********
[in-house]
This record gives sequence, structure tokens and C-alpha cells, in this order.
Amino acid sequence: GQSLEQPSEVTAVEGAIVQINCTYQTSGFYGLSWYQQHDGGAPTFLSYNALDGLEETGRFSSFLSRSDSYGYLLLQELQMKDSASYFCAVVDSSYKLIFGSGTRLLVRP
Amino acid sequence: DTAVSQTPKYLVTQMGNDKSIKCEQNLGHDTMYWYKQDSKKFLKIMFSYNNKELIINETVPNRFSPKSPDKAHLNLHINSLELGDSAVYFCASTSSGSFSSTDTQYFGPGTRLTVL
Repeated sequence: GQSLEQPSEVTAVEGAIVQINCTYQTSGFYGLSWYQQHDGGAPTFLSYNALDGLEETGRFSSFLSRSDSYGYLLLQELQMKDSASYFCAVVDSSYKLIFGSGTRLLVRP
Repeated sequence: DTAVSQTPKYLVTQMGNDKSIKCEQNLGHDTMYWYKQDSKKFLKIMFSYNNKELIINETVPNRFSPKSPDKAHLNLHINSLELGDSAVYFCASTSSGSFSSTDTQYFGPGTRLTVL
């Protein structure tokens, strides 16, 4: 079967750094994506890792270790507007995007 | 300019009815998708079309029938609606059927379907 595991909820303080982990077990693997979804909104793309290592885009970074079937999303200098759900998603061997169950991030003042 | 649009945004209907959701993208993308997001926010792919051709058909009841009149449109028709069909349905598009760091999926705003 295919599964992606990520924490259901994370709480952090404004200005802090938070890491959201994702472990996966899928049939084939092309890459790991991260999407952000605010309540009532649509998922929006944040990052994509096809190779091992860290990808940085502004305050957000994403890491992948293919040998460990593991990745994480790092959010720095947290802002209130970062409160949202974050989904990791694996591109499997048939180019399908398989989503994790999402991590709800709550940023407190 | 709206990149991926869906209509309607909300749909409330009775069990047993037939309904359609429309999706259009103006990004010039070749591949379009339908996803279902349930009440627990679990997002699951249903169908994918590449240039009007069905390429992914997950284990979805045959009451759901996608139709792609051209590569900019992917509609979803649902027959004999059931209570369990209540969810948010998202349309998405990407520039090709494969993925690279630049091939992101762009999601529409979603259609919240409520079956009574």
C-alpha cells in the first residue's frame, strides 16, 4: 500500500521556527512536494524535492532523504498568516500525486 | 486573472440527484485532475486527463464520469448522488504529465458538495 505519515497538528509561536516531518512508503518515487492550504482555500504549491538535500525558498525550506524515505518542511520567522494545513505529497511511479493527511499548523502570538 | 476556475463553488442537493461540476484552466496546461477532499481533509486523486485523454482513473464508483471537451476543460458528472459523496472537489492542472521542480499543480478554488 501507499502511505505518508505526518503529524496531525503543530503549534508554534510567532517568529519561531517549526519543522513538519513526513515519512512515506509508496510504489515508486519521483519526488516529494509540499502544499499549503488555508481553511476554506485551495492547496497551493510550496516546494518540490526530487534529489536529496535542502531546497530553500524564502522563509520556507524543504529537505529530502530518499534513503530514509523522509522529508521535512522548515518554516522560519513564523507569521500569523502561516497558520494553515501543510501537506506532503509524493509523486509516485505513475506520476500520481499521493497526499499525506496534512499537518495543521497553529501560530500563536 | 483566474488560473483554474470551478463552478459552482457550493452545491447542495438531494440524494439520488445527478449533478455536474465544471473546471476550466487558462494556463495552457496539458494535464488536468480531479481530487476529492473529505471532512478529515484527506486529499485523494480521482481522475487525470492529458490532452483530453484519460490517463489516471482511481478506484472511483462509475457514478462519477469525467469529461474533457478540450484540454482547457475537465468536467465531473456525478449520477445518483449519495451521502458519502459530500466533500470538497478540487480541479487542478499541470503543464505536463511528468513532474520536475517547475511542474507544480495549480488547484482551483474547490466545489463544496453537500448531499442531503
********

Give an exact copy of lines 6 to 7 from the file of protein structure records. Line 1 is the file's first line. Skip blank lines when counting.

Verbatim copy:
Repeated sequence: DTAVSQTPKYLVTQMGNDKSIKCEQNLGHDTMYWYKQDSKKFLKIMFSYNNKELIINETVPNRFSPKSPDKAHLNLHINSLELGDSAVYFCASTSSGSFSSTDTQYFGPGTRLTVL
């Protein structure tokens, strides 16, 4: 079967750094994506890792270790507007995007 | 300019009815998708079309029938609606059927379907 595991909820303080982990077990693997979804909104793309290592885009970074079937999303200098759900998603061997169950991030003042 | 649009945004209907959701993208993308997001926010792919051709058909009841009149449109028709069909349905598009760091999926705003 295919599964992606990520924490259901994370709480952090404004200005802090938070890491959201994702472990996966899928049939084939092309890459790991991260999407952000605010309540009532649509998922929006944040990052994509096809190779091992860290990808940085502004305050957000994403890491992948293919040998460990593991990745994480790092959010720095947290802002209130970062409160949202974050989904990791694996591109499997048939180019399908398989989503994790999402991590709800709550940023407190 | 709206990149991926869906209509309607909300749909409330009775069990047993037939309904359609429309999706259009103006990004010039070749591949379009339908996803279902349930009440627990679990997002699951249903169908994918590449240039009007069905390429992914997950284990979805045959009451759901996608139709792609051209590569900019992917509609979803649902027959004999059931209570369990209540969810948010998202349309998405990407520039090709494969993925690279630049091939992101762009999601529409979603259609919240409520079956009574």